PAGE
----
November 30, 2022
How Corporate C-Levels Can Serve as the Guardians of Ethical Artificial Intelligence

How Corporate C-Levels Can Serve as the Guardians of Ethical Artificial Intelligence

There is no doubt that we are now living in the age of artificial intelligence, what with all the attention given to it and the possibilities it supposedly holds. There are others who claim that we haven’t even scratched the surface of what’s possible with AI, but I disagree and think we’ve progressed far enough to envision its broad usage already.

The ethical use of AI has emerged as a contentious issue due to its pervasiveness in modern business operations. Is there evidence that businesses throughout the world are employing AI in a moral and ethical manner?

The standard for AI’s future usage and consideration will be defined by its ethical application. Due to the increasing importance of AI, it is imperative that businesses adopt the most ethical AI practices possible. Reputational harm and legal entanglements can emerge from irresponsible AI use. In this way, using AI in an ethical manner safeguards not just your good name but also your legal status.

Nearly three-quarters of the world’s largest companies, according to Gartner, will employ AI specialists by 2023 to oversee brand and reputation risk. By doing so, they may be assured that their AI practices will never violate any applicable laws.

To what extent a corporation puts its artificial intelligence initiative to use will depend heavily on the CTO and CEO. In order to gauge whether or not their AI practices are ethical, CEOs might ask themselves whether or not they would be embarrassed if their company’s AI use was made public.

What Motivates and Causes Unrestrained AI Use

Artificial intelligence has a long history of flops. There are several instances where AI algorithms have let people down and failed to provide the expected outcomes.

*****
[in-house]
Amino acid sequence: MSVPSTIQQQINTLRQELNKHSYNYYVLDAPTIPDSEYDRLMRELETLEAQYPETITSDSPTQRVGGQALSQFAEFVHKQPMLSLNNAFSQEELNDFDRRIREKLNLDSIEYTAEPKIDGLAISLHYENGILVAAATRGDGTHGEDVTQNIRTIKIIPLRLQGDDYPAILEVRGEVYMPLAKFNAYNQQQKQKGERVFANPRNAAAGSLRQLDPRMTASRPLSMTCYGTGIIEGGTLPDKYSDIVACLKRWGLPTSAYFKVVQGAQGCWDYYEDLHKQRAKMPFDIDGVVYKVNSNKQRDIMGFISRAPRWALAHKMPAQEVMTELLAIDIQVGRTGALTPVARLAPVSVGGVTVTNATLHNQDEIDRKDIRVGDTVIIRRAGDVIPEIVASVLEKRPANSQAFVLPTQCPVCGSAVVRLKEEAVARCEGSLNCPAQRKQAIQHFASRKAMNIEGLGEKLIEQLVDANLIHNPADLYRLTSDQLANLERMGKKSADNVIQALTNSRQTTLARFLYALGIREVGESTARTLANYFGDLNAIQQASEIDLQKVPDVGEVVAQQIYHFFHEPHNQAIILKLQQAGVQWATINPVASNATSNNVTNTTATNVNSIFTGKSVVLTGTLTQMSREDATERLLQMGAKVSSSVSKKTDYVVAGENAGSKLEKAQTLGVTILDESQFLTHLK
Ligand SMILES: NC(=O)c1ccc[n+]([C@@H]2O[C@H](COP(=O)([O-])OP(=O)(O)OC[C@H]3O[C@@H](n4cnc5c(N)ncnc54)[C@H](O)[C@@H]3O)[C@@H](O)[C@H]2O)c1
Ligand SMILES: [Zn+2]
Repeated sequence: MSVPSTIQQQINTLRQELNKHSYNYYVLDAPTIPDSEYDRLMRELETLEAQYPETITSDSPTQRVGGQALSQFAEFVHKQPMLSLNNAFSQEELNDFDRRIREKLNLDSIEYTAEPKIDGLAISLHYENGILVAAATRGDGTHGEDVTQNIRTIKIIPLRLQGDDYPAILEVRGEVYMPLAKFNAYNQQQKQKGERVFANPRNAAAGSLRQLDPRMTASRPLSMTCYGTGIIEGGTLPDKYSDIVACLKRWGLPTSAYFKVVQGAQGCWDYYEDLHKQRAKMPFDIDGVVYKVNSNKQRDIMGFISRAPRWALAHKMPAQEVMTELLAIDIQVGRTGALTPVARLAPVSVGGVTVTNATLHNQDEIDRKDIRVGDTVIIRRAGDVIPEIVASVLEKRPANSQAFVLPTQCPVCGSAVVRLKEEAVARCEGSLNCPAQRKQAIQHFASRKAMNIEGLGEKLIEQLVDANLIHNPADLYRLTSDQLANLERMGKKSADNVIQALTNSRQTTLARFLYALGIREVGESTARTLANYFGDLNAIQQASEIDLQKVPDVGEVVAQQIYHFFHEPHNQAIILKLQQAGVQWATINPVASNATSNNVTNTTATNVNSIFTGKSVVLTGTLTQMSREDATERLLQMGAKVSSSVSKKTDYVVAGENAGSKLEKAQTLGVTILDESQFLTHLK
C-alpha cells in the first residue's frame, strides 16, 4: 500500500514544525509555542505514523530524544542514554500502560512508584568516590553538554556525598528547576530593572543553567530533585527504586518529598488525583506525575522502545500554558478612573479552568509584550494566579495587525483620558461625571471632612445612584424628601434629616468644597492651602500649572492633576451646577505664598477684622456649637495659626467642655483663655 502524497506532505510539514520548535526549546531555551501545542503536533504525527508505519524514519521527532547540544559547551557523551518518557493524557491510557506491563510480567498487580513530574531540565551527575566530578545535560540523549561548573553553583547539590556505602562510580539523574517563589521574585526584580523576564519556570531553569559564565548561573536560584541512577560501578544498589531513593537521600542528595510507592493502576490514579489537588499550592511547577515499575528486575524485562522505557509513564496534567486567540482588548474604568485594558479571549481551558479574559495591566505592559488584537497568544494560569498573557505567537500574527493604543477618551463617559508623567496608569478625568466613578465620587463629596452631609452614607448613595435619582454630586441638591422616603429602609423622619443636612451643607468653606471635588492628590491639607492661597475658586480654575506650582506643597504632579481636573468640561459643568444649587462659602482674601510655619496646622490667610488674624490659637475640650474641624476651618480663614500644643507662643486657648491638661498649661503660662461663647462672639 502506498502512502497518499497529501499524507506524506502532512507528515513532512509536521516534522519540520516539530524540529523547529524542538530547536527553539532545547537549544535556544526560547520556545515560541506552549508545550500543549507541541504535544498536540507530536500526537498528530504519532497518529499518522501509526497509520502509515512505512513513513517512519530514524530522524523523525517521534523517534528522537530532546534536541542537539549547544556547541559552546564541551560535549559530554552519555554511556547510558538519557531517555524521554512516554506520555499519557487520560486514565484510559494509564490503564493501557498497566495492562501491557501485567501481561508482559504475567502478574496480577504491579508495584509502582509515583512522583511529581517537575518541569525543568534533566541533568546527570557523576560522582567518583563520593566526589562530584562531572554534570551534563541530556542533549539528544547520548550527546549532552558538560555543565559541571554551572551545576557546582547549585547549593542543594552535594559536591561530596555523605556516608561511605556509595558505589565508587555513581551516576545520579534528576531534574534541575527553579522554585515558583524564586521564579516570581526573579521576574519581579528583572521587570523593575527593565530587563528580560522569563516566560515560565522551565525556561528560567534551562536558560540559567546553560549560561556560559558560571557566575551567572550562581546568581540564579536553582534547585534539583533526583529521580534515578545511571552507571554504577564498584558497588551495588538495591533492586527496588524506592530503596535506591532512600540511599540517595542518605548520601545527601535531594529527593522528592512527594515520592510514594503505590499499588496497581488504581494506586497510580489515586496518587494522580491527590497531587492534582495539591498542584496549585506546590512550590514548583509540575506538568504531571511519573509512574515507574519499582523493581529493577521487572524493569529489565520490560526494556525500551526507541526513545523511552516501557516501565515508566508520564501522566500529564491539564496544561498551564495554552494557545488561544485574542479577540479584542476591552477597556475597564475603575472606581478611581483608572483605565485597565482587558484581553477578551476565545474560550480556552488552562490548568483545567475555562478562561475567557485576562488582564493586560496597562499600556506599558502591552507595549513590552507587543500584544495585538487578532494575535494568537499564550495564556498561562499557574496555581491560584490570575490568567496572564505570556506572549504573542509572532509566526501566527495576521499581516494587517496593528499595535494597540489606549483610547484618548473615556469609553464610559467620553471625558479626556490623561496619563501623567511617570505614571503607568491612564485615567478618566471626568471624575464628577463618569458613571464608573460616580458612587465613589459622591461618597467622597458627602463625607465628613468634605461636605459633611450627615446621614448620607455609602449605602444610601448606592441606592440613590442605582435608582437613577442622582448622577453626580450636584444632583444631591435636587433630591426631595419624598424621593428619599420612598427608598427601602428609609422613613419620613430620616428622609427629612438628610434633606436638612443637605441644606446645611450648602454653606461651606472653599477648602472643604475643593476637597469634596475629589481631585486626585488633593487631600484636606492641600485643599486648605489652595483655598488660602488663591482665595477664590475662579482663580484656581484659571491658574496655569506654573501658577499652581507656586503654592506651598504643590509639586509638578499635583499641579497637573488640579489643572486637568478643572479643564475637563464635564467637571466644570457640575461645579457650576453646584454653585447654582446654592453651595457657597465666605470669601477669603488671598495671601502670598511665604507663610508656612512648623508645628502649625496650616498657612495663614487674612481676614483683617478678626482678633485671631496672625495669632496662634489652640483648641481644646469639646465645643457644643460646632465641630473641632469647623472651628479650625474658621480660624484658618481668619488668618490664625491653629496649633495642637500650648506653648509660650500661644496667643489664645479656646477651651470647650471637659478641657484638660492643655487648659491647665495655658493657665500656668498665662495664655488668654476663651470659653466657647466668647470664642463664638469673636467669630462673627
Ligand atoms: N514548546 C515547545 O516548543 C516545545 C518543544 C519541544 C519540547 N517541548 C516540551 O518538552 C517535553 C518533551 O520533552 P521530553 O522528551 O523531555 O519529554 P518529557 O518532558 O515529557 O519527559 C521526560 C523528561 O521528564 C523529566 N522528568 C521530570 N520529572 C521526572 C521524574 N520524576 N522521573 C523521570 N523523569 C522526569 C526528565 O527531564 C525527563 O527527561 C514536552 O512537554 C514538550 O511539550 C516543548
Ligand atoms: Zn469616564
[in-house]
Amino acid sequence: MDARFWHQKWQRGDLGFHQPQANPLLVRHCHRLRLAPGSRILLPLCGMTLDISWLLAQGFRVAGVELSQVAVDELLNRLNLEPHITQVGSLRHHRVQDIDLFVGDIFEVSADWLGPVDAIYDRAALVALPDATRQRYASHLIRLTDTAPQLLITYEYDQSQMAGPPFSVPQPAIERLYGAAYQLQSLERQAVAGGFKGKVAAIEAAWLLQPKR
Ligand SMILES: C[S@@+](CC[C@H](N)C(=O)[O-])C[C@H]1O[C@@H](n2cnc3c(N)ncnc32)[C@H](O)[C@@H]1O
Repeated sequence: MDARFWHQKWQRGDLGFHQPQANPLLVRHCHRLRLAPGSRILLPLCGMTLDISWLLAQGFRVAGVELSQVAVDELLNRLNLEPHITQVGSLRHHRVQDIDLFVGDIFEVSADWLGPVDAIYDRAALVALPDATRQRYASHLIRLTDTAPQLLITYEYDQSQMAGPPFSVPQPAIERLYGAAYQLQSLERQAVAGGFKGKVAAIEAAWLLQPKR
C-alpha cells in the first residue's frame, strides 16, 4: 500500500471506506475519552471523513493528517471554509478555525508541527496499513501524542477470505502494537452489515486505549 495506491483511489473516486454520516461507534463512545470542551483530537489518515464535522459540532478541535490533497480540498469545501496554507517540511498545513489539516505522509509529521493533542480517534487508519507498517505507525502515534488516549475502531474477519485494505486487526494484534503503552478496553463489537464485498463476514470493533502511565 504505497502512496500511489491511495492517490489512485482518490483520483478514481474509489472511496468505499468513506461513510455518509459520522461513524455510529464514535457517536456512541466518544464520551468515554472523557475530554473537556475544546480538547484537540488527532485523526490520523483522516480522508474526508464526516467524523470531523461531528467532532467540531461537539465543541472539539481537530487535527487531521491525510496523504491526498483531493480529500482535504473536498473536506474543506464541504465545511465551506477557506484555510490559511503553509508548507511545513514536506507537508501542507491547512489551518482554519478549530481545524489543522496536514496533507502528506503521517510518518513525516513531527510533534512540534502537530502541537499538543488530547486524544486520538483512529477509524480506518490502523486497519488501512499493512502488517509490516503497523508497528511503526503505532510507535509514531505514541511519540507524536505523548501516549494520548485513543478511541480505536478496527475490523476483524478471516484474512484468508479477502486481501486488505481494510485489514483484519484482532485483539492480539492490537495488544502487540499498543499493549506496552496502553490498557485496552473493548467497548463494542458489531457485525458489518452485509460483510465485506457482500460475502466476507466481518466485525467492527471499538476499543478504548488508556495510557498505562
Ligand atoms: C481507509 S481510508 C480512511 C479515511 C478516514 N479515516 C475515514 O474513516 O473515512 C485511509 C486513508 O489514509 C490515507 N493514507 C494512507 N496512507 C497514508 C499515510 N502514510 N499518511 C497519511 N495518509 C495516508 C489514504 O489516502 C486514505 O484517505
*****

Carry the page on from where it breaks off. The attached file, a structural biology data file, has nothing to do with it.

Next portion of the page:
Amazon recently learned that its AI recruiting algorithm automatically disqualified any and all female applicants. Points out of five were given to each contender, much to Amazon’s star rating system. Only the highest-rated applicants were evaluated for open positions inside the organization. However, insiders learned that the system actively discriminated against women.

The use of artificial intelligence by traffic police in key Chinese cities to monitor jaywalkers in 2018 was a disastrous misstep. As part of their tracking operation, the cops made a fool of themselves when they mistook the visage of Chinese millionaire Dong Mingzhu for a jaywalker. Dong’s face was found on a bus that had been plastered with posters for an advertising campaign. The city’s traffic cops were the target of internet ridicule after the gaffe.

Biases associated to artificial intelligence can be seen in a variety of contexts, including credit scoring, erroneous medical diagnosis, recruiting, and judicial sentence. As a result of AI biases, businesses may be unable to effectively carry out essential activities, which may have serious future legal ramifications.

Managers at the highest levels of an organization need to take note of this blunder and make changes to their procedures to reduce AI bias. They need to take all necessary precautions in the future with their AI procedures to ensure they don’t end up in the same situation. AI and the technology it entails should be utilized for good, not to further bigotry or discrimination of any kind.

Most of the time, flawed AI is the product of sloppy data or HR practices. Neglecting to hire a diverse pool of candidates while building your AI team might have negative consequences down the line. Furthermore, the adoption of AI might be hindered by mistakes made during data collecting or training.